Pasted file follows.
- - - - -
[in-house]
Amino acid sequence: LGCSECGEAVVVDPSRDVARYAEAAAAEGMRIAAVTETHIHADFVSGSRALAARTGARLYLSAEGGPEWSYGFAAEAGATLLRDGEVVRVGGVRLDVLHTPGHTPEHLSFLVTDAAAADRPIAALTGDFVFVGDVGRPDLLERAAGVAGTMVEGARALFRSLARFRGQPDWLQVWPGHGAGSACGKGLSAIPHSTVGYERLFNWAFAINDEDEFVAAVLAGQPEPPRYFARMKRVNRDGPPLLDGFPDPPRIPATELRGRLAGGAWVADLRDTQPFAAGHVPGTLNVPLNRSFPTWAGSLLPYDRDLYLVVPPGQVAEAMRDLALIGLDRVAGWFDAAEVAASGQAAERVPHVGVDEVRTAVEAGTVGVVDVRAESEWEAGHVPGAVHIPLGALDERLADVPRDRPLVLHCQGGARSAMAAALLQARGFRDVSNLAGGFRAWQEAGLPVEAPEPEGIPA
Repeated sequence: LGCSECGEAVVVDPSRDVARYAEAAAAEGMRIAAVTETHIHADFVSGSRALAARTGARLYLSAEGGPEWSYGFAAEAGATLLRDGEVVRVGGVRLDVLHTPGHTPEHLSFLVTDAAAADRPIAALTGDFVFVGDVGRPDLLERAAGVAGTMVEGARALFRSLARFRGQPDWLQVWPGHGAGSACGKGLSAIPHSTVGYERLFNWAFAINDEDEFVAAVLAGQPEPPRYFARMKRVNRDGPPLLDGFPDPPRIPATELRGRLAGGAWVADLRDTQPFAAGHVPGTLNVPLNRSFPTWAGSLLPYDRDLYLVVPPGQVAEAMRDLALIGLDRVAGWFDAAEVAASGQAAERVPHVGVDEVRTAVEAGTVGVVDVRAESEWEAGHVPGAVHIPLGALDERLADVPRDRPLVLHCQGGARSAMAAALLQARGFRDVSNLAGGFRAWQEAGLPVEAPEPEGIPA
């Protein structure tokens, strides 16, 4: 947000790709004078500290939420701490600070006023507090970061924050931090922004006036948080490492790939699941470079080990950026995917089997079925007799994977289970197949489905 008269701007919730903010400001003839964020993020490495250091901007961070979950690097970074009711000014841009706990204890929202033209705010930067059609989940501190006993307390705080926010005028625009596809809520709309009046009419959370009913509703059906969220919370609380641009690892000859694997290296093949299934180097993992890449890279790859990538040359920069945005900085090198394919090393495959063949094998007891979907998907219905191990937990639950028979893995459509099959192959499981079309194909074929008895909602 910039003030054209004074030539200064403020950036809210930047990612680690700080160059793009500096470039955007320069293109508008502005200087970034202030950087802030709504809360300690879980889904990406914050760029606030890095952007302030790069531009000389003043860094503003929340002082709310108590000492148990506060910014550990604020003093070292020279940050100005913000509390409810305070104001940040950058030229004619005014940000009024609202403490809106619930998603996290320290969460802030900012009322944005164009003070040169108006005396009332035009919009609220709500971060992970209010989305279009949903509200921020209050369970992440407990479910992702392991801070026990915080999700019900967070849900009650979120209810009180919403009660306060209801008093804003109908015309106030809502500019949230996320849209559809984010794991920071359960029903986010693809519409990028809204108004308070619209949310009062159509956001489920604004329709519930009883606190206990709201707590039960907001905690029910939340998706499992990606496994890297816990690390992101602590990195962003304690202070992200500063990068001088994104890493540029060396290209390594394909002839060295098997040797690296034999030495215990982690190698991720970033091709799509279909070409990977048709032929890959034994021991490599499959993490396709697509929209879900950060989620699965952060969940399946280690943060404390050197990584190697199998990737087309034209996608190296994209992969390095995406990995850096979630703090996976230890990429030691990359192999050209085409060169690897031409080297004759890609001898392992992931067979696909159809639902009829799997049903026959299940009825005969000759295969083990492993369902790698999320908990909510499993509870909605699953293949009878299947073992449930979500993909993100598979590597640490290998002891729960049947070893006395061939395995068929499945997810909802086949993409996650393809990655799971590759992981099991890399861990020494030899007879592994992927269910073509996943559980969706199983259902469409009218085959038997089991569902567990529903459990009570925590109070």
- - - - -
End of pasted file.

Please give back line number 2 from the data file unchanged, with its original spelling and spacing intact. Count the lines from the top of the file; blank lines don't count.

Amino acid sequence: LGCSECGEAVVVDPSRDVARYAEAAAAEGMRIAAVTETHIHADFVSGSRALAARTGARLYLSAEGGPEWSYGFAAEAGATLLRDGEVVRVGGVRLDVLHTPGHTPEHLSFLVTDAAAADRPIAALTGDFVFVGDVGRPDLLERAAGVAGTMVEGARALFRSLARFRGQPDWLQVWPGHGAGSACGKGLSAIPHSTVGYERLFNWAFAINDEDEFVAAVLAGQPEPPRYFARMKRVNRDGPPLLDGFPDPPRIPATELRGRLAGGAWVADLRDTQPFAAGHVPGTLNVPLNRSFPTWAGSLLPYDRDLYLVVPPGQVAEAMRDLALIGLDRVAGWFDAAEVAASGQAAERVPHVGVDEVRTAVEAGTVGVVDVRAESEWEAGHVPGAVHIPLGALDERLADVPRDRPLVLHCQGGARSAMAAALLQARGFRDVSNLAGGFRAWQEAGLPVEAPEPEGIPA